We lost pretty much everything. Shota [her husband] had always worked, but never earned enough for all we needed. He was submissive towards his family, never asking for support or fighting for anything. For a long time, I hoped he would manage to provide us with a normal life. But then, when Levan [her son] needed an urgent operation, I noticed again that he was too weak. So, I decided to mortgage our flat and, although I never wanted to, I went to Greece with a great pain in my heart. From that moment on, I distrusted him. I know he wanted the best for us but he never managed to do so, no matter what he promised. So, it was me who had to do something for our future.

The loss of hope had finally triggered her distrust and encouraged her to leave Georgia. The husband, who was considered to be the primary caretaker of the family, could not cope with the emanating difficulties. Having lost their hope (imedi), many migrant women remembered how uncertainties led them to distrust the promises of improvement and fostered their plan to migrate.

Many of them expressed feelings of exposure, as life became unpredictable due to economic and political changes, civil conflicts and partially ‘open’ borders. When recalling the moment when they decided to leave for Greece, migrant women stressed their urgent need for money and their vulnerable situation in general. The poverty and unemployment that had burdened most families in post-Soviet Georgia made them dependent on kinship relations.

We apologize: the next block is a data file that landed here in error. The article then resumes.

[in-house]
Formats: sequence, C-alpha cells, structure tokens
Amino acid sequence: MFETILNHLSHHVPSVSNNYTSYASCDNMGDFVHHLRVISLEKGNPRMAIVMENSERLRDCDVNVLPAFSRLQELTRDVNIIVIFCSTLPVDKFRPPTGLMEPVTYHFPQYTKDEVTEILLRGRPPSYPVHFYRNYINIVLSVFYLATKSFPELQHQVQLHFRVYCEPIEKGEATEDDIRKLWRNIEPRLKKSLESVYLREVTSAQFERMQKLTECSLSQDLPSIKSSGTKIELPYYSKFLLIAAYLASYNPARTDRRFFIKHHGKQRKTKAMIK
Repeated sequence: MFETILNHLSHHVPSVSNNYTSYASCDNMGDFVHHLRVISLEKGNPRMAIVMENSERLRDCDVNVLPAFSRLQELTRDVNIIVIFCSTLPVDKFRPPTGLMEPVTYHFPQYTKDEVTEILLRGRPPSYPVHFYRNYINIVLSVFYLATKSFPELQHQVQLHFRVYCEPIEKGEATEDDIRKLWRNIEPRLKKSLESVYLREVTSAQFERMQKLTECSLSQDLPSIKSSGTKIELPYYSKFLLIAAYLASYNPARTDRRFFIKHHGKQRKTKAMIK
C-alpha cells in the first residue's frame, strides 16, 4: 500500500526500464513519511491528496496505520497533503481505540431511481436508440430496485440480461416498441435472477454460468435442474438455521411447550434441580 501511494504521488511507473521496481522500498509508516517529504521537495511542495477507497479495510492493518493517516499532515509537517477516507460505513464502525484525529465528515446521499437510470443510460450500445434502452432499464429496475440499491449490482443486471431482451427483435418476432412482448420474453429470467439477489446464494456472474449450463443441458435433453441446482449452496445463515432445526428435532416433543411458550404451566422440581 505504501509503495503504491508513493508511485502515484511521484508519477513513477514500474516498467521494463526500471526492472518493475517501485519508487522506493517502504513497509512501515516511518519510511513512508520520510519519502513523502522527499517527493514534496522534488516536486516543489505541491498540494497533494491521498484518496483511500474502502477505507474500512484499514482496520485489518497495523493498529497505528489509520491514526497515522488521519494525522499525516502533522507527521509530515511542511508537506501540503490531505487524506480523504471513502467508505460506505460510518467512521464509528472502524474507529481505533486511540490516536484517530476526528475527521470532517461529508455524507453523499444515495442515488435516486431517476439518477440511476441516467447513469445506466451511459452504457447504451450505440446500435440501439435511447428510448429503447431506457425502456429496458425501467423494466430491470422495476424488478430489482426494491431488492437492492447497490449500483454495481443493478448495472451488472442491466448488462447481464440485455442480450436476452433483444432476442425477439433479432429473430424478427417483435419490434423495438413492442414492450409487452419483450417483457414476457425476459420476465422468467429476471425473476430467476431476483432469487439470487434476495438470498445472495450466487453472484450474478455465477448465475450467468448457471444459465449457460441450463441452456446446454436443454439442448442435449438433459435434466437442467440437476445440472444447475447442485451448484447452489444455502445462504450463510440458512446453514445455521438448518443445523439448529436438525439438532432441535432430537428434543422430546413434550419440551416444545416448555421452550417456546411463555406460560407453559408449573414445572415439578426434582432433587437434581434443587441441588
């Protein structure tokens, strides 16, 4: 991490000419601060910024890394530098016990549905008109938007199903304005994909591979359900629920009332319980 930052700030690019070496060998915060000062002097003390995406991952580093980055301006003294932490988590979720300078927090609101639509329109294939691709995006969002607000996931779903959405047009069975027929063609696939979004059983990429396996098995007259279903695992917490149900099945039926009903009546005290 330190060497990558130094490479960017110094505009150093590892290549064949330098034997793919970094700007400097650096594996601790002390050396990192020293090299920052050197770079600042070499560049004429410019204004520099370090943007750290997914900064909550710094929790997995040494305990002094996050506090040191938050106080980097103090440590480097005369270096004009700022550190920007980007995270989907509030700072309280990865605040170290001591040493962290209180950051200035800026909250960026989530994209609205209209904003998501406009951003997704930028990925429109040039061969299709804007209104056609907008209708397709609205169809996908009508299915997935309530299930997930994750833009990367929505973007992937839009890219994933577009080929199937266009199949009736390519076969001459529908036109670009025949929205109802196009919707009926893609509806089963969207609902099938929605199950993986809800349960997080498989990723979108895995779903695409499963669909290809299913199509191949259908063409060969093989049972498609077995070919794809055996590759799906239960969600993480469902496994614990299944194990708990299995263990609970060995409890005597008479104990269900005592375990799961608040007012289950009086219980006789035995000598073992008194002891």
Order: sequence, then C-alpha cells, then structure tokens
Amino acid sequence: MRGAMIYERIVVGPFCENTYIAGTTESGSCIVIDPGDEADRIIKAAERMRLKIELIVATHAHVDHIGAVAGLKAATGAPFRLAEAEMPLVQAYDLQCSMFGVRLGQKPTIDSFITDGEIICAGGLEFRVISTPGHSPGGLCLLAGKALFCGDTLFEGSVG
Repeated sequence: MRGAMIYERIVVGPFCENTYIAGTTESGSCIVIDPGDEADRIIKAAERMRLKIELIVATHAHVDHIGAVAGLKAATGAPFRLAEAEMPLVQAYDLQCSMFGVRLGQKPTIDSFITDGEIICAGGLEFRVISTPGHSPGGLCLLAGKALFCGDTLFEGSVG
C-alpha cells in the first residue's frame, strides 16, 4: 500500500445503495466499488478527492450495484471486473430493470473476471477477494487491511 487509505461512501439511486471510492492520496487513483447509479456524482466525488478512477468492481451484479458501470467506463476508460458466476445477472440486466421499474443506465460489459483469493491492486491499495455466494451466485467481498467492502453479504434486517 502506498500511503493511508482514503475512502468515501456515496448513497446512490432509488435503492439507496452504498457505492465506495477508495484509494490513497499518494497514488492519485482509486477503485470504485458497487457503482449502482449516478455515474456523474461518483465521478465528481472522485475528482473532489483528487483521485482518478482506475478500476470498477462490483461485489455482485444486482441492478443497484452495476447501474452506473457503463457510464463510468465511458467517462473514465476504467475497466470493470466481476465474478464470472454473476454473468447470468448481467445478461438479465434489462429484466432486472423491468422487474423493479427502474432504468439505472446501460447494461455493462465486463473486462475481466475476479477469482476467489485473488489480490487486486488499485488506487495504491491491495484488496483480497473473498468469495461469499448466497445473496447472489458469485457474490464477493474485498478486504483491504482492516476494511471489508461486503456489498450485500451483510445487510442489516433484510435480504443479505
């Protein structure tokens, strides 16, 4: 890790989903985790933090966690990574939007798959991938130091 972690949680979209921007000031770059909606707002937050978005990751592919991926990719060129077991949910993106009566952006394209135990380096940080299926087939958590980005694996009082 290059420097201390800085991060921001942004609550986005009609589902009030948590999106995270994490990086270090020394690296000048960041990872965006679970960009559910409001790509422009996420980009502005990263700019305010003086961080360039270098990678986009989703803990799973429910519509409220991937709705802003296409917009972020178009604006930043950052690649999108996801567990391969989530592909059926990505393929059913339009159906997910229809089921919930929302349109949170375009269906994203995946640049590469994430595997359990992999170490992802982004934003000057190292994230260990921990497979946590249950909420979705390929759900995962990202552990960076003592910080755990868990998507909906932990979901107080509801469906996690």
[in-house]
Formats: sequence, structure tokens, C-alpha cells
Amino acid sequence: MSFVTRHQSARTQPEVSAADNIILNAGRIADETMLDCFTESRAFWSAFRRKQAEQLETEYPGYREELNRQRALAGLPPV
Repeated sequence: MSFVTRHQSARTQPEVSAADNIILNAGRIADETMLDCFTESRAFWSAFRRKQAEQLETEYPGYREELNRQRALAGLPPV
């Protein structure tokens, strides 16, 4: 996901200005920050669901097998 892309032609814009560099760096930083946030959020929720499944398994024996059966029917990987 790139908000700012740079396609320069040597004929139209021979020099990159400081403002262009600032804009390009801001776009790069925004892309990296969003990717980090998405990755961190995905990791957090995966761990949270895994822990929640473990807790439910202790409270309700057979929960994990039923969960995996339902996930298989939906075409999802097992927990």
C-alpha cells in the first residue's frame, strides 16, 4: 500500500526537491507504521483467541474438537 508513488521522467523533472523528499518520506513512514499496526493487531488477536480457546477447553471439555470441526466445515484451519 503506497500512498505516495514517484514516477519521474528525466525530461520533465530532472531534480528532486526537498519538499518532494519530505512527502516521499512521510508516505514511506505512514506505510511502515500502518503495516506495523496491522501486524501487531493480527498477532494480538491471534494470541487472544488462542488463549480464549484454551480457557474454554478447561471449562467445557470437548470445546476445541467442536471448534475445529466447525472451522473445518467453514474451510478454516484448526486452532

Every migrant woman interviewed remembered the struggle to ensure the survival of their families and how distrust of the outside world – namely the new political and economic system – was intersecting with their private lives. In the private realm, distrust was initially directed at their husbands’ ability (if still alive) to sustain the family and then towards the capacity of the kinship system to provide support for the children. As a way to potentially change those circumstances related to ‘hopelessness, despair and acute loss in the present’ (Pine 2014: 96), migration becomes an enactment of hope. In precarious living conditions, as Kleist (2017: 13–14) has described it in reference to Hage (2003) and Gaibazzi (2014), it is the existential stuckedness that encourages potential migrants to believe in and imagine a different future through physical escape.

Maintaining distrust

According to Tamar, women in migration compensate for loneliness with mutual socialising. ‘Here, in Thessaloniki, we eat each other’ is a phrase, which she used to express the relationship between Georgian migrants in Greece. Her statement presupposes that the relationships that migrant women invest in are based on the idea of profit and business rather than emotional attachment. In relation to her Greek employers, Tamar also remained distant and suspicious – a stance that allowed her to protect herself from exploitation. Tamar, who provided 24-hour care for a retired couple, did her work properly and accurately but never more than was demanded; she also avoided becoming part of the family she worked for. She did not believe in the necessity to engage in intimate trust relations. According to Tamar as well as other migrant women working in domestic care work, one is usually distrusted by their employers – so mutual trust is unfounded, at least at the beginning of the employment relationship.